Manufacturer's specs:
Resolution: 1,680x1,050
Pixel-response rate: 5ms
Contrast ratio: 2,000:1 (Ultra Contrast)
Brightness: 300cd/m2
Connectivity: HDMI, VGA, DVI
HDCP compliant? Yes
Included video cables? DVI, VGA

We tested the Gateway HD2201 with its DVI connection. The display posted a composite score of 84 on CNET Labs' DisplayMate-based performance tests, which edged out the Samsung SyncMaster T220's score of 83 and the NEC AccuSync LCD22WMGX's 78. In most of the individual DisplayMate test screens, these three 22-inchers achieved similar performance. Both the Gateway and the Samsung were able to break away in color, however. The Gateway, in particular, exhibited a richer color palette than the NEC, which is most likely due to the Gateway's low black level. The black level of a display can positively or negatively affect the rest of the colors in the grayscale. A high-black level will distort the colors so that, for example, you'll see pink when you're supposed to see dark red. A low black level assures that colors are presented more accurately. During the intensity color ramp test however, we saw evidence of color banding with the Gateway.

In real world tests, this was not a problem. We noticed when watching Kill Bill Vol.1 that flesh tones looked the most accurate on the Gateway. Thanks to its relatively high black level, Uma Thurman's face on the NEC looked too light, and on the Samsung we noticed a definite red color push. The Gateway had a more balanced color mix and its low black level assured that her face was not too light.

This trend carried over into World of Warcraft. Colors on the Gateway were deeper and fuller than the NEC, whose colors were too light. Where grass was a deep green on the Gateway, it had a slight yellowish tint to it on the NEC.

The Gateway H2201 includes a feature called Ultra Contrast that will purportedly give the monitor a 2,000:1 contrast ratio. When we used it in games and movies, we saw only that the screen got lighter and the colors became drabber as the black level rose.

We found that the best settings for viewing games and movies on the display were the Warm color temperature, Ultra contrast: off, Contrast: 45, and Brightness: 32 (more or less brightness depending on how much your eyes can take).

Gateway's official maximum brightness for the HD2201 is 300cd/m2. In our own tests, we got close with a reading of 292cd/m2. The NEC was almost as bright with 281cd/m2, while the Samsung could only muster 265cd/m2. Gateway claims a viewing angle of 160 degrees; however we noticed that the screen begins to lose color detail about 2 feet to the left or right side. At a lower viewing angle, it's more immediately noticeable. Just a couple of inches from the optimal angle (1/4 of the screen distance down), and the top of the screen gets dark and unwatchable.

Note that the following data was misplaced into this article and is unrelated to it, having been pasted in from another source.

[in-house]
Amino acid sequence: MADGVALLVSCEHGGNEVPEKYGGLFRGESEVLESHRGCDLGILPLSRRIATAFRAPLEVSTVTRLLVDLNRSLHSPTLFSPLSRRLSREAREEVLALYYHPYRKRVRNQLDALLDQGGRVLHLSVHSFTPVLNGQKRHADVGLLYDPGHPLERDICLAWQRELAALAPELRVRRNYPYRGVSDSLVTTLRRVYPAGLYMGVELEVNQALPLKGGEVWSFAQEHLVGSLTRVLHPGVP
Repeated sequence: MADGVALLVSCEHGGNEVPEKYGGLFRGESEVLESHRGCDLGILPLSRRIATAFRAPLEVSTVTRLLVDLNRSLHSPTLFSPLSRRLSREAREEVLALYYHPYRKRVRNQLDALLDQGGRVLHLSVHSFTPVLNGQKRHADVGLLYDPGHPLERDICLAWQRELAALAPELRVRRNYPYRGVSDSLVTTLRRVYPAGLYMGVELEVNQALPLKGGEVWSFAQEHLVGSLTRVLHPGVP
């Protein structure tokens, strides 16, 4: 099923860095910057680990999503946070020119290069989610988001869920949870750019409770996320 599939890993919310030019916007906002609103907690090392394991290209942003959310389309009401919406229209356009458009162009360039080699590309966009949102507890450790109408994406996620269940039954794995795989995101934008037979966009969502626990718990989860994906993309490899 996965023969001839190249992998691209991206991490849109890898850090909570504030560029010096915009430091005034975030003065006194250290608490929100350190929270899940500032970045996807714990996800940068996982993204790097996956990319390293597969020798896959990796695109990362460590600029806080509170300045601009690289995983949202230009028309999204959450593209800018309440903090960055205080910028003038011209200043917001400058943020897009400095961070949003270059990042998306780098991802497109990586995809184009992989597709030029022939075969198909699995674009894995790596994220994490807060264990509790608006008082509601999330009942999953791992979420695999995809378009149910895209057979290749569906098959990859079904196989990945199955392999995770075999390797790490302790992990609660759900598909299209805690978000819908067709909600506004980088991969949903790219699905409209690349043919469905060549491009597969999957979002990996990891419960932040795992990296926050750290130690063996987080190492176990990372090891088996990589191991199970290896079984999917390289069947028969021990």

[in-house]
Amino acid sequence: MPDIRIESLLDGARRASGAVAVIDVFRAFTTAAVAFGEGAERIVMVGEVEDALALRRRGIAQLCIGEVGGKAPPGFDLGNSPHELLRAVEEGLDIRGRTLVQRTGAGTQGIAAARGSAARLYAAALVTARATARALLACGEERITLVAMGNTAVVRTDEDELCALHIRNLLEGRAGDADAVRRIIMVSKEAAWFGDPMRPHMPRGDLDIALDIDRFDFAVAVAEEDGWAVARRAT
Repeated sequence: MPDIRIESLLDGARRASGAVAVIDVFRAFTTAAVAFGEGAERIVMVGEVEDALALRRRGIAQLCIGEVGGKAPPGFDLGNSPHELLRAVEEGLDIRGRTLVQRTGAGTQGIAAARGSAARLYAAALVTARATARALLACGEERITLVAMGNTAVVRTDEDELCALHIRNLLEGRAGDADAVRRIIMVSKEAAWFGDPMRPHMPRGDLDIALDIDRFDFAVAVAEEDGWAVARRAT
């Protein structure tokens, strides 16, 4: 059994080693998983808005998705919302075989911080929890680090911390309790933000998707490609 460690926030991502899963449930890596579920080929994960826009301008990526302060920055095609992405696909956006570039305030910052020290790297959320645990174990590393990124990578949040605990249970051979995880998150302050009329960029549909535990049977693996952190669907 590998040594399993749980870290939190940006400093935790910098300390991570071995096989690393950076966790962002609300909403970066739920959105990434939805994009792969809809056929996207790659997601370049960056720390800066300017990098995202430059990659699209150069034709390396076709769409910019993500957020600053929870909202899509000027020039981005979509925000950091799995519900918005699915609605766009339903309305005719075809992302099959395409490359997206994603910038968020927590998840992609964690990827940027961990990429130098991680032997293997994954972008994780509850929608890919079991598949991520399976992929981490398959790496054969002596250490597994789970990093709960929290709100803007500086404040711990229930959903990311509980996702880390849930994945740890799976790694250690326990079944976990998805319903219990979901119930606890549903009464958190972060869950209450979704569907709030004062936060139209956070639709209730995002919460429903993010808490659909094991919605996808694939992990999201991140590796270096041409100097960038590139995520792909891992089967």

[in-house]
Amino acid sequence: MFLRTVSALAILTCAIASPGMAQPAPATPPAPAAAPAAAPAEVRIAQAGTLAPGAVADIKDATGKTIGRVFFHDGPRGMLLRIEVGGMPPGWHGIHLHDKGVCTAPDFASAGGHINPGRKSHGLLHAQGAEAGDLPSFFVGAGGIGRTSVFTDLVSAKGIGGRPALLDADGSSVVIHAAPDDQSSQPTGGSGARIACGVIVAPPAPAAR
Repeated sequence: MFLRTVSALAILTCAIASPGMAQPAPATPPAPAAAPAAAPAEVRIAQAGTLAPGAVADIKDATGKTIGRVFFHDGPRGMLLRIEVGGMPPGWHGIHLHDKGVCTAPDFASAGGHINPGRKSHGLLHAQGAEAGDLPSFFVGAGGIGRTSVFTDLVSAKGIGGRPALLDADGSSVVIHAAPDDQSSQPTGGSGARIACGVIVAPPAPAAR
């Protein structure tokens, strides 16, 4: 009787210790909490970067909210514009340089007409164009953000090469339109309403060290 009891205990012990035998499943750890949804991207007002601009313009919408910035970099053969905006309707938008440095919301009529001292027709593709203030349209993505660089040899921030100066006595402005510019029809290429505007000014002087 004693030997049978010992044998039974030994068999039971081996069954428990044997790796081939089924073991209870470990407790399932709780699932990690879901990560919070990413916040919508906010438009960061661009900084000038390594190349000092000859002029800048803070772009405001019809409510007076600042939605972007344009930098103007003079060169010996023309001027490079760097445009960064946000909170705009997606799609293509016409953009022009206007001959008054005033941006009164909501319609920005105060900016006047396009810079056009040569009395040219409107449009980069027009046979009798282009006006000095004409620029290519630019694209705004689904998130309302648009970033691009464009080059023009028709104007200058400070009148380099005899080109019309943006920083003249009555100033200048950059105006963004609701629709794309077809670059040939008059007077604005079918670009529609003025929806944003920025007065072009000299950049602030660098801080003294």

The included speaker bar provides crisp sound that isn't distorted or tinny when playing music or watching movies. The maximum volume is high, but not to the point that things get distorted. It's about the maximum level you'd want unless you're trying to annoy someone in the same room.

Juice box
Gateway HD2201 Average watts per hour
On (Default Luminance) 36.36
On (Max Luminance) 40.53
On (Min Luminance) 23.32
Sleep 0.61
Calibrated (200 cd/m2) 34.1
Score Fair
Annual energy cost (@$0.1135/kWh) $11.86

Brightness in cd/m2
(Longer bars indicate better performance)

Contrast ratio
(Longer bars indicate better performance)
Gateway HD2201 22"

DisplayMate Tests
(Longer bars indicate better performance)

Service and support
The monitor includes a one-year limited warranty that covers parts and labor. Gateway backs this up with 24-7 toll-free phone technical support as well as technical support via e-mail.

Find out more about how we test LCD monitors.


Gateway HD2201

Score Breakdown

Design 6Features 8Performance 8Support 7Setup 0